Agenda item

Budget Preparations 22/23


NH provided a presentations on the key proposals for the budget.

In terms of efficiencies or income generation NH gave details of savings proposals of £290,000, resource baseline growth proposals of £240,000, growth/funding proposals of £270,000 and new and amended capital bids of £3.2 million as follows:

Income generation

Cemetery restructure of management saving of £40,000 in 2022/23.

Commercial property portfolio income - the reduction in commercial property income that we projected for 2021/22 coming into the baseline for 2022/23 resulting in a total of £250,000.

Baseline growth

Estates team warden to cover additional responsibilities for the commercial property portfolio, overseeing the delivery of energy performance certificates for the whole portfolio and working with tenants on the ‘prevent’ agenda and monitoring of large scale events at a cost of £45,000 for 2022/23.

An increase in insurance premiums up to 20% which is an increase of £160,000 on 2022/23. NH confirmed this is yet to go through the procurement process and there will be an update before the final budget on this.

Short term/one off – reserve funded items

The revenues and benefits restructure at a cost of £110,000 in 2022/23 and £110,000 in 2023/24 which was approved prior to COVID but had to be delayed due to how busy the department was during the pandemic.

Providing energy performance certificates across the property portfolio at a one off cost of £160,000 for 2022/23, which is a new government requirement. Future policy is expected in terms of standardising EPCs but this is awaited from the government.

Capital – new and amendments

DEN’s One Stop Shop which will replace the existing food bank at the Paradise depot site with a café at a cost of £625,000 for 2022/23 and £1,875,000 in 2023/24. Part of this will be funded through the sale of adjacent land and a contribution from DEN’s and their partners.

Commercial property investment of £520,000 in 2022/23, £90,000 in 2023/24, £70,000 in 2024/25 and £30,000 in 2025/26. This includes investment in arcades that have been heavily used in COVID.


Cllr Tindall asserted that he didn’t want to see cost increases or rent increases for tenants. NH confirmed there was no change to the policy with regards to rent reviews and the rent cycle. Occupancy in the borough of commercial property is at 94-95% which is achieved through balancing rates and bringing in a return. Expected income from commercial property has been reduced in the budget to account for COVID and this will pick up in the next 3 years.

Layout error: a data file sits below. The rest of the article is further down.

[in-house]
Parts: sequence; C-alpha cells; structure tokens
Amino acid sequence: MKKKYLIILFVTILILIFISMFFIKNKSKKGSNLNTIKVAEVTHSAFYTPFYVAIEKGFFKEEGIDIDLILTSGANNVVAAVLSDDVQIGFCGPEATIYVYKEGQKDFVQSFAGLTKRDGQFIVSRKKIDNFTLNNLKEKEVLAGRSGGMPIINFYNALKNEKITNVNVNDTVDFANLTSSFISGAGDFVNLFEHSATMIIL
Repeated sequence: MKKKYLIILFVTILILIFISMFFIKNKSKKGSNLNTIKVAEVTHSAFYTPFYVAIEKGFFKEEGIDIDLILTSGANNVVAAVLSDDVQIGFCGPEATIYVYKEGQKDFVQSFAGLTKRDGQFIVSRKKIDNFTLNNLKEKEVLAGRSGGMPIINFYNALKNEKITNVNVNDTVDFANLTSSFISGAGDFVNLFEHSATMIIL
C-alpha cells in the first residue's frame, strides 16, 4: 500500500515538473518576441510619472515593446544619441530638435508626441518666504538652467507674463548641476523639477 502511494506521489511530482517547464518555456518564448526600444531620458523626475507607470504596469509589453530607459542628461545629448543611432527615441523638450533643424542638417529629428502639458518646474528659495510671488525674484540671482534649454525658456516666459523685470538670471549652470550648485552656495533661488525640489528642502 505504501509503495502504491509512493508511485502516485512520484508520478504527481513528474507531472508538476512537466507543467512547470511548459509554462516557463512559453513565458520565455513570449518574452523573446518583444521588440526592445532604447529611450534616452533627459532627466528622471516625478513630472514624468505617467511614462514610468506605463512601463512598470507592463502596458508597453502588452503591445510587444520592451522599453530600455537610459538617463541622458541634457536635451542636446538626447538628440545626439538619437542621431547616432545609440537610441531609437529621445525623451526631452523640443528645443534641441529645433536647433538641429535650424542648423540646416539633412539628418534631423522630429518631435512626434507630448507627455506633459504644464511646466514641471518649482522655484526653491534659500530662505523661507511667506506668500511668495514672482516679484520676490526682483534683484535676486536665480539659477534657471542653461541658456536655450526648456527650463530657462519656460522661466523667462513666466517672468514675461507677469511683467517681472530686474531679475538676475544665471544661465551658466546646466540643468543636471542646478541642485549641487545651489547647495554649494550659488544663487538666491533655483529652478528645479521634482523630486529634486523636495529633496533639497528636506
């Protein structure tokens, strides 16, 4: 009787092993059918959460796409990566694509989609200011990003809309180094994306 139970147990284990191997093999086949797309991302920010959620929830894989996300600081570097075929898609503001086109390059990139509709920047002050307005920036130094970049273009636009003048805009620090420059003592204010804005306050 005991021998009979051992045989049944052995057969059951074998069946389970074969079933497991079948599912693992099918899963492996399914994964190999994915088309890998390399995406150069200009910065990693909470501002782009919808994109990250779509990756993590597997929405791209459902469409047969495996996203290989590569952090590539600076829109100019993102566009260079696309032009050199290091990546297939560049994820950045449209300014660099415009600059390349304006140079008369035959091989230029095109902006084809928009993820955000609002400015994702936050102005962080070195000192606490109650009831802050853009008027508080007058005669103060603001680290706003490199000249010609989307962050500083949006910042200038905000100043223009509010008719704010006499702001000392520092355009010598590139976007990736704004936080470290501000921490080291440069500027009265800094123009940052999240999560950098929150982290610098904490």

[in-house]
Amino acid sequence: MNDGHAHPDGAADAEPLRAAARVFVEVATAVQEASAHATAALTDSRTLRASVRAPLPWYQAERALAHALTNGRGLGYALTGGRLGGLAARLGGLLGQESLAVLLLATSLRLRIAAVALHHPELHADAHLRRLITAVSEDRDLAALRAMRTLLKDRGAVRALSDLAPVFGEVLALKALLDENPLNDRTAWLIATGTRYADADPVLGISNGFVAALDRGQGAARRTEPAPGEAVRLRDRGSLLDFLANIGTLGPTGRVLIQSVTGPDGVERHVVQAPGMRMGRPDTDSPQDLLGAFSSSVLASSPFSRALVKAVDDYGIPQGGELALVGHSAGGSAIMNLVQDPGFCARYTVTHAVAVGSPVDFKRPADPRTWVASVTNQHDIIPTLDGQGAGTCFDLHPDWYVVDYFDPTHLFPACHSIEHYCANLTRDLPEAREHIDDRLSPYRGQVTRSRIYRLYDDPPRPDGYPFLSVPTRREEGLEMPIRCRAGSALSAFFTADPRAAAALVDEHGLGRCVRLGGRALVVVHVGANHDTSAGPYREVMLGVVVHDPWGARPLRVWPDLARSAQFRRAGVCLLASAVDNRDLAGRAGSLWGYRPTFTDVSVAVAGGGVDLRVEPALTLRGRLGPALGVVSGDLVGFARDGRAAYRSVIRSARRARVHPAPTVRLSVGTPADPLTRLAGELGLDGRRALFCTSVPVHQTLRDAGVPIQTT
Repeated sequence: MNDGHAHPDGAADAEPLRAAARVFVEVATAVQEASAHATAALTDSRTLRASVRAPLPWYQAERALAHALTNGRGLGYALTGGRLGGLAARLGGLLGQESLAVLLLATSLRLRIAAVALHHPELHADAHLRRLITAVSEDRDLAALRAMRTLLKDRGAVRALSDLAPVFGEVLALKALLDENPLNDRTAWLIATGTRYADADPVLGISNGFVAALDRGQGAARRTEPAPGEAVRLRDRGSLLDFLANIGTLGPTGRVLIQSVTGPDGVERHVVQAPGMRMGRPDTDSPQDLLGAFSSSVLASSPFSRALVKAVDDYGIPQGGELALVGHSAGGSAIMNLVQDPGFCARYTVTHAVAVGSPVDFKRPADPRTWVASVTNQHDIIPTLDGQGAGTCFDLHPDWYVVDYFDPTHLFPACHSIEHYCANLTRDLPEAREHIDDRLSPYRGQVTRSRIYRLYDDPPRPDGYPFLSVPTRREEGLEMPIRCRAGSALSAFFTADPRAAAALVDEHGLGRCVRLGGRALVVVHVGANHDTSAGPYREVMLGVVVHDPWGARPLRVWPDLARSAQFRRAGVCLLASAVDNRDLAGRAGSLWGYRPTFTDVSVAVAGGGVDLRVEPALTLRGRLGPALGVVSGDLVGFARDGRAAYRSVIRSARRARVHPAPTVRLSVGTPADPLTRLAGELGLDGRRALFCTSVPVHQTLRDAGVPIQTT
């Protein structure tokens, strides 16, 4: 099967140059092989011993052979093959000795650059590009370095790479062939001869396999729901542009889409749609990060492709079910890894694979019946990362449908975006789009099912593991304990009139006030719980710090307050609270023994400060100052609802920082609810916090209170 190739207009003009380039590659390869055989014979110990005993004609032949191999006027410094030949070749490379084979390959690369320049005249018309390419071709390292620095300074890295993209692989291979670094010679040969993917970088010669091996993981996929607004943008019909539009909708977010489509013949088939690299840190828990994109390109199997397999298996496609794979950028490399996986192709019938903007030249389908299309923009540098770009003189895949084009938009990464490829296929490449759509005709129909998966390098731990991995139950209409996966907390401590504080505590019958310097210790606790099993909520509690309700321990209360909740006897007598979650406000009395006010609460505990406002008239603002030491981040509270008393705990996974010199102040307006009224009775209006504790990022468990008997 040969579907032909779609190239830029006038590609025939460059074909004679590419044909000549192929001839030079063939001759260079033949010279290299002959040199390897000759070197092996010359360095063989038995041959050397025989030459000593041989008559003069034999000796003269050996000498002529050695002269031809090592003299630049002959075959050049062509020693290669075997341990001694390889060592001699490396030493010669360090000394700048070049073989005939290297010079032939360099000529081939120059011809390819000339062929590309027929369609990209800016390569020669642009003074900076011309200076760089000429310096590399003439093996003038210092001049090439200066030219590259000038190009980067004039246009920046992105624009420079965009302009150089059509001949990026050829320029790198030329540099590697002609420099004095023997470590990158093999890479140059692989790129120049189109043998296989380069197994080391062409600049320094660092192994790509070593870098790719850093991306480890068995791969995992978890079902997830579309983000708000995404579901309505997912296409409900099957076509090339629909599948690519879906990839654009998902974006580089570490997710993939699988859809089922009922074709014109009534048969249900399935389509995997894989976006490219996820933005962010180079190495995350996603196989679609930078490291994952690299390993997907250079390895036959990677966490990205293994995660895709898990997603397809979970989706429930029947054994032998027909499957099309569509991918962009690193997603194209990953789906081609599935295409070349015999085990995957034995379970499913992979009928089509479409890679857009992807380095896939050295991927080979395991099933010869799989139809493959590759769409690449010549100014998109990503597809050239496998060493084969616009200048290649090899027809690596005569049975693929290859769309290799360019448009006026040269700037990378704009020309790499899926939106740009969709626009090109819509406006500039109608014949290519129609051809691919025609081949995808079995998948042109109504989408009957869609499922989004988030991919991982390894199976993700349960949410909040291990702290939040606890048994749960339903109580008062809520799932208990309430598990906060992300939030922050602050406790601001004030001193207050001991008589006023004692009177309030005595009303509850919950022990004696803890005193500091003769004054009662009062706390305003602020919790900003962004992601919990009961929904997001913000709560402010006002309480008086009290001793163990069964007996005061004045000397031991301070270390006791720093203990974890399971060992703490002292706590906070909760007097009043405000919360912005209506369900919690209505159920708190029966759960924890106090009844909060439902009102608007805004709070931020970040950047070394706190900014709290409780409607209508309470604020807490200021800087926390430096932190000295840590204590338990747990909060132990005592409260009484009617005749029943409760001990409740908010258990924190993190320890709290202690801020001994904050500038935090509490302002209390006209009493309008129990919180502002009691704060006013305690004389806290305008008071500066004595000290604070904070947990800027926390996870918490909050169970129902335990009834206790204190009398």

Cllr Guest asked whether the officer dealing with the general fund budget change analysis and if the Healthy Hub Officer will be replaced. NH will come back on this.

Cllr Townsend asked if the ‘bad things’ that have happened as a result of COVID have been accounted for in the budget for the following year. NH explained the economic recovery reserve was set up in 2021 with £7.5 million set aside to cover the cost and impact for COVID for a 3-year period. Looking specifically at commercial property income, this income is overachieving what’s in the budget, albeit it’s still behind COVID times. The budget put it at £1 million reduction in 2021/22 and then £700,000 less in 2022/23 and £400,000 less in 2023/24. Leisure income has been stripped from the budget for 2 years. Car parking however hasn’t been covered by this reserve. Car parking income started the year 28% behind pre-COVID levels and is now 20% behind pre-COVID levels.

Cllr Townsend also asked what unknown savings had to be made, he believed the figure was £1 million to £1.5 million but a figure of £2 million was now being presented. NH confirmed there had been changes in government funding and this was regularly updated to reflect the accuracy of the situation.

Cllr Townsend’s final question looked at the borough’s expectation of inflation being 5% on goods and 2.5% on costs and how this was calculated. NH explained the Council were prudent and sensible with inflation. Some areas will be more than the 5% and 2.5% but this is an average across the budget. There is also growth in the budget to reflect interest rates being low. The Council’s treasury management adviser has advised that interest rates are likely to remain low in 2022/23.

Cllr Douris asked if there has been an update on negative RSG and NH confirmed there hadn’t been. The cost of negative RSG to the council will be £1 million for the next year (a total of £2.6 million over the 3-year period that it’s accrued). Cllr Douris also queried what the £130,000 cost in enhanced community services related to. NH explained this wasn’t for this committee but there is a new group manager for communities and this and their resources has been taken into account in the budget.

BH confirmed to Cllr Douris that the £90,000 saving on MFDs (multi-functional devices) was due to extending the life of existing ones by a year.


NH to confirm to the committee by email if both the officer dealing with the general fund budget change analysis and the Healthy Hub Officer will be replaced.